We are living through the most extraordinary times, and my heart goes out to all those who have lost loved ones, or whose livelihoods are threatened. All we can do is stay home, wash our hands, and do our best to keep healthy. This, too, will pass.
Times in publishing (as in many industries) are pretty tough. You might assume that this is the perfect time for books, and indeed many people are reading more than ever before, but it's not quite that simple. Some distribution warehouses are unable to operate safely, many foreign borders are closed, and bookshops are closed. Even the large online retailers are struggling to meet demand. I've had a number of emotional conversations with some of my foreign publishers this week, particularly in countries where the e-book market is very small.
Many publishers have postponed books that were due out this month or next, and I can absolutely understand their reasoning. It's heartbreaking to work on a book for a year or more - whether as the author or as part of the wider team - only for it to sink without a trace.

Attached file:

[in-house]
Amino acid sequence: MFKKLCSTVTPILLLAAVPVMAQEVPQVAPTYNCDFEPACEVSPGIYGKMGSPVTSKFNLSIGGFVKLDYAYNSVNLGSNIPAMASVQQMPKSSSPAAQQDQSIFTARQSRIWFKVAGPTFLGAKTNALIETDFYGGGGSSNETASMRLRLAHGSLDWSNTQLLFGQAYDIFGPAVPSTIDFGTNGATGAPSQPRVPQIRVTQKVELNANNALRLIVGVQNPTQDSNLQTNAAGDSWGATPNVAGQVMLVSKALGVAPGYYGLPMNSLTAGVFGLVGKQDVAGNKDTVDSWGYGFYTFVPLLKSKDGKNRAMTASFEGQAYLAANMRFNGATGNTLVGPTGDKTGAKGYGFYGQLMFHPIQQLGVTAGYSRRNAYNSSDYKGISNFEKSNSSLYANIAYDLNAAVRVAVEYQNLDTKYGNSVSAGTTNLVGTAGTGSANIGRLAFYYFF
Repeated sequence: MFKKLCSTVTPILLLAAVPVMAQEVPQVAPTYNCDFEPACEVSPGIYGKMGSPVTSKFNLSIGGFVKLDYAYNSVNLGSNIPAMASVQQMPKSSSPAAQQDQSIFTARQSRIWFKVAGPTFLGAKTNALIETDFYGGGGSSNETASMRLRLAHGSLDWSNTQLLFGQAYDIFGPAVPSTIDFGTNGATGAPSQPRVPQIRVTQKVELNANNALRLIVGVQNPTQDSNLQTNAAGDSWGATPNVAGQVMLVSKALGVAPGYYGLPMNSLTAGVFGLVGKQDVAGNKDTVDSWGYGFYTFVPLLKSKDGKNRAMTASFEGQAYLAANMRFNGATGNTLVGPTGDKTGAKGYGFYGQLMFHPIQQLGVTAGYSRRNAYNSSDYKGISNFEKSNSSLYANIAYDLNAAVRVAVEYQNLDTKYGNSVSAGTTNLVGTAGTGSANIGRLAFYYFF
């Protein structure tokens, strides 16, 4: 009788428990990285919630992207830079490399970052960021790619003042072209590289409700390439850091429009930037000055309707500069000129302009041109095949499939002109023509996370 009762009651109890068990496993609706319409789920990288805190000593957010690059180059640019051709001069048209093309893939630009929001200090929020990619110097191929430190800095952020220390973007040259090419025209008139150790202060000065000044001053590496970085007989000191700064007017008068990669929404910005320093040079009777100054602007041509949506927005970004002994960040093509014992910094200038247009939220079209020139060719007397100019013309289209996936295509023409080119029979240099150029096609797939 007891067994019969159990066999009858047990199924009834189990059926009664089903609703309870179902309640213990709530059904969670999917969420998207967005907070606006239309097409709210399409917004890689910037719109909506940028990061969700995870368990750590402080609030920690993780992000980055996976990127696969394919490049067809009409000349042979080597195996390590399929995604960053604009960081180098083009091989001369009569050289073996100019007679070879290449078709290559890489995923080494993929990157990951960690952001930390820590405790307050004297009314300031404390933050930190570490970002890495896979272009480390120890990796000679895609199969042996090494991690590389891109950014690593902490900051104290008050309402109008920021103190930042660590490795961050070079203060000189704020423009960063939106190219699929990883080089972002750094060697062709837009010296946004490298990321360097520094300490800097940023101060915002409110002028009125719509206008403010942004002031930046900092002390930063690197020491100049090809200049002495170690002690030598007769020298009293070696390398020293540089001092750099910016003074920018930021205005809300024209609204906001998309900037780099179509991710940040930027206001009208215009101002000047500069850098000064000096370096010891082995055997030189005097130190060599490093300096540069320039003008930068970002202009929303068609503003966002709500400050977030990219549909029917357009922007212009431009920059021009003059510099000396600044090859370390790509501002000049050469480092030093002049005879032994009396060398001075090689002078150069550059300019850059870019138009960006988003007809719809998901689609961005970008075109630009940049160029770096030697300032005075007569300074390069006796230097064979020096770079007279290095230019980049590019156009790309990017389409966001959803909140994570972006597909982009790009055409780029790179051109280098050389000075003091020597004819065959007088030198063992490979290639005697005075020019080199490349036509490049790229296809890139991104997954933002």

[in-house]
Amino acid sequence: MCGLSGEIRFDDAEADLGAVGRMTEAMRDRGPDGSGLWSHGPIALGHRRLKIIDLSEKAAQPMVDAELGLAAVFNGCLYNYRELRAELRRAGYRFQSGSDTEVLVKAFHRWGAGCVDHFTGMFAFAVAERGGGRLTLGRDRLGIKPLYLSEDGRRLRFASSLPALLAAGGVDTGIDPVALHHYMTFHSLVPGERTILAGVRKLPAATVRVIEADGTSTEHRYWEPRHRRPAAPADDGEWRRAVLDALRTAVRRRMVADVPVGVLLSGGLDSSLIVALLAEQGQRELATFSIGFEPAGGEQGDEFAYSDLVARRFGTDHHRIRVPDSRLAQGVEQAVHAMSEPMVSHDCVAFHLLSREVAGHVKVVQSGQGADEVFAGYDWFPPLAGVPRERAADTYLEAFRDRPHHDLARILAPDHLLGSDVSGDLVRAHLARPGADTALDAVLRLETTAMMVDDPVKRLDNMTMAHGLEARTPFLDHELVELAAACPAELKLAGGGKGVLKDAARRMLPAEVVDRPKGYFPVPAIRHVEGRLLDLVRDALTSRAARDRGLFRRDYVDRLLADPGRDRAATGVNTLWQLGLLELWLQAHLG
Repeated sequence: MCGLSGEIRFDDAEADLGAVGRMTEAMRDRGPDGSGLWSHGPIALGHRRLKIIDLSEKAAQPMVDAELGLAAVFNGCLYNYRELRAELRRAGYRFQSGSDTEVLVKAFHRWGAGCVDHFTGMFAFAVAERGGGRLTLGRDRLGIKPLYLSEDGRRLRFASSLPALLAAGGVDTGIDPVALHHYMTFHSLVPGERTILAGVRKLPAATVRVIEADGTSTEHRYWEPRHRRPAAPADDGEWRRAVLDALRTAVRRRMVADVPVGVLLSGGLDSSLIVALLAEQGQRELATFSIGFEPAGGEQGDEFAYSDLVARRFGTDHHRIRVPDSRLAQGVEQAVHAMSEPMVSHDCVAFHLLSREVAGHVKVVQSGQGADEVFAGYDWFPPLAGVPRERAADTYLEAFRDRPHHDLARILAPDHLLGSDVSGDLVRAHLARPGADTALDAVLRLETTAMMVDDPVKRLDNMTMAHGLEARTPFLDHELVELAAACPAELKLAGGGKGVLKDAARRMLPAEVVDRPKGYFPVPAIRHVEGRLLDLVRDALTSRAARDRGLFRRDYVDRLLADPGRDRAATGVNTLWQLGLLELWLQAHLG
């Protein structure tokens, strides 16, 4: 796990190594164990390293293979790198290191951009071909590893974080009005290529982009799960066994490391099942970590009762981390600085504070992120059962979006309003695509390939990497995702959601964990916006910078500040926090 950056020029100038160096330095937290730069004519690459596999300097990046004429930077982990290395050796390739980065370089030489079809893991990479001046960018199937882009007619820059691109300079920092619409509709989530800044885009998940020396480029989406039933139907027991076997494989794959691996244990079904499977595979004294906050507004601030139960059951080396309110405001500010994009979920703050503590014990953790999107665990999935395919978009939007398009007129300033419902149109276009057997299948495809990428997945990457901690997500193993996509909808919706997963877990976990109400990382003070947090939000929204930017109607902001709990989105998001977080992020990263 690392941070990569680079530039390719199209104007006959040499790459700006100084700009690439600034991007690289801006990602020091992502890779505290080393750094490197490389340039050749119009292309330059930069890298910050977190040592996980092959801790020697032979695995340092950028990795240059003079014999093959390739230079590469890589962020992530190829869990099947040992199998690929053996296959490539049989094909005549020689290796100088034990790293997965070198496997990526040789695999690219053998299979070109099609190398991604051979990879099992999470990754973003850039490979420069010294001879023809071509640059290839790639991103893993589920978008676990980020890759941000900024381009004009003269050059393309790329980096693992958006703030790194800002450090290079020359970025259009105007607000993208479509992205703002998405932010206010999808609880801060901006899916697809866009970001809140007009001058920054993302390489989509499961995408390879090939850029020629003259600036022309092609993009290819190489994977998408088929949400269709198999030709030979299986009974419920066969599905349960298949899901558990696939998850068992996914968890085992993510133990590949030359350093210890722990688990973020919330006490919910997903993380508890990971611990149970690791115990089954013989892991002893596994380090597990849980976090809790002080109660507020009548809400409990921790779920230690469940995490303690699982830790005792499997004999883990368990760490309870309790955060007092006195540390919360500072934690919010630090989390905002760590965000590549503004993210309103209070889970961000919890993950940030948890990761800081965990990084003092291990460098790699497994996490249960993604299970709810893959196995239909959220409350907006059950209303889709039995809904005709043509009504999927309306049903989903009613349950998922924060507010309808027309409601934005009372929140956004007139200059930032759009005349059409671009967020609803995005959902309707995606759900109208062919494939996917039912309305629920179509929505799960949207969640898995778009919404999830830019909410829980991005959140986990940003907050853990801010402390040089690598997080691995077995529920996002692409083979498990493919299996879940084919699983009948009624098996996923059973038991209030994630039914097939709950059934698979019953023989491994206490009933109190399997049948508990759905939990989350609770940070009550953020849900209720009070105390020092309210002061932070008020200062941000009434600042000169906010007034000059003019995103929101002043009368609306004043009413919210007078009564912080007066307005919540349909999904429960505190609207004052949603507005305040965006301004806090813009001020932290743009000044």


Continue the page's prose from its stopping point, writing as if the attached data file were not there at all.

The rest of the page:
The paperback of After the End is due out very soon, prompting a series of conversations with my own publisher. With bookshops closed and my tour cancelled, is there any point in bringing it out now?
We think so. Readers need books, and it would be unfair on those of you who have already waited a long time for the paperback of After the End, to expect you to wait even longer. Many independent bookstores have reacted swiftly to store closures and put their stock online, and they need your business more than ever before. Here in my book club, I'll be highlighting a different UK independent book retailer each month, working with them on our book club pick so that we can all do our bit to support the high street. More on this, below.
Life chez Mackintosh has been busy over the last month. I've been supporting my own community by running a volunteer scheme for self-isolators, and by distributing food parcels. Together with Rob, I've been home-schooling our three children (and will never criticise teachers again...) and spent time whipping the garden into shape. Down in the field, Pete the goat is having to cope with some rather amorous rams, all three remaining hens are laying daily (thank goodness, because I'm baking every day), and I've fenced off a section to grow fruit. Place your bets on how long before Pete breaks in...